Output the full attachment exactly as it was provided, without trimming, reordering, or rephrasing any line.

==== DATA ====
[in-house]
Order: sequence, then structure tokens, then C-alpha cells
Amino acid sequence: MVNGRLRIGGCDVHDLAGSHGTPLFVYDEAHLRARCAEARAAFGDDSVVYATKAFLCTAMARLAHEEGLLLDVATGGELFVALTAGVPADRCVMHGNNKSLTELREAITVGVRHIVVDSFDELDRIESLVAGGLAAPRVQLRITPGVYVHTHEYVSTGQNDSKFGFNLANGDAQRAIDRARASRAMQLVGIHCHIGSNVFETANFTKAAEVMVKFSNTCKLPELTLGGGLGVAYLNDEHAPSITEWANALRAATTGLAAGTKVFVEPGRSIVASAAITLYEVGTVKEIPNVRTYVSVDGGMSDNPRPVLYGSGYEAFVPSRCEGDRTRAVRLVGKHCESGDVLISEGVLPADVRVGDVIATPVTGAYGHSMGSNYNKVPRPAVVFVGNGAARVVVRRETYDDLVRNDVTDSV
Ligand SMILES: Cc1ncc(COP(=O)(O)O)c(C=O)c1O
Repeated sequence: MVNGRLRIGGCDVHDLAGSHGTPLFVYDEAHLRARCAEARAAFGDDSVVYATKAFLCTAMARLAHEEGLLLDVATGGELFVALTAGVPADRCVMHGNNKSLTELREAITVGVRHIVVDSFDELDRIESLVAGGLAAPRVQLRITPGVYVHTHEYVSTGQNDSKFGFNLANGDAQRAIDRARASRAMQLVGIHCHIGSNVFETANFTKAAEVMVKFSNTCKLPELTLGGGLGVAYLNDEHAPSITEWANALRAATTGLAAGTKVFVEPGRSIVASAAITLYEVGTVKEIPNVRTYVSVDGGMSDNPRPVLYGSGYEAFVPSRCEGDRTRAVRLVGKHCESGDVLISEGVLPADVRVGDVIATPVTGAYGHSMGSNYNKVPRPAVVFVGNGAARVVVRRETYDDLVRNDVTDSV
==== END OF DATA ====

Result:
[in-house]
Order: sequence, then structure tokens, then C-alpha cells
Amino acid sequence: MVNGRLRIGGCDVHDLAGSHGTPLFVYDEAHLRARCAEARAAFGDDSVVYATKAFLCTAMARLAHEEGLLLDVATGGELFVALTAGVPADRCVMHGNNKSLTELREAITVGVRHIVVDSFDELDRIESLVAGGLAAPRVQLRITPGVYVHTHEYVSTGQNDSKFGFNLANGDAQRAIDRARASRAMQLVGIHCHIGSNVFETANFTKAAEVMVKFSNTCKLPELTLGGGLGVAYLNDEHAPSITEWANALRAATTGLAAGTKVFVEPGRSIVASAAITLYEVGTVKEIPNVRTYVSVDGGMSDNPRPVLYGSGYEAFVPSRCEGDRTRAVRLVGKHCESGDVLISEGVLPADVRVGDVIATPVTGAYGHSMGSNYNKVPRPAVVFVGNGAARVVVRRETYDDLVRNDVTDSV
Ligand SMILES: Cc1ncc(COP(=O)(O)O)c(C=O)c1O
Repeated sequence: MVNGRLRIGGCDVHDLAGSHGTPLFVYDEAHLRARCAEARAAFGDDSVVYATKAFLCTAMARLAHEEGLLLDVATGGELFVALTAGVPADRCVMHGNNKSLTELREAITVGVRHIVVDSFDELDRIESLVAGGLAAPRVQLRITPGVYVHTHEYVSTGQNDSKFGFNLANGDAQRAIDRARASRAMQLVGIHCHIGSNVFETANFTKAAEVMVKFSNTCKLPELTLGGGLGVAYLNDEHAPSITEWANALRAATTGLAAGTKVFVEPGRSIVASAAITLYEVGTVKEIPNVRTYVSVDGGMSDNPRPVLYGSGYEAFVPSRCEGDRTRAVRLVGKHCESGDVLISEGVLPADVRVGDVIATPVTGAYGHSMGSNYNKVPRPAVVFVGNGAARVVVRRETYDDLVRNDVTDSV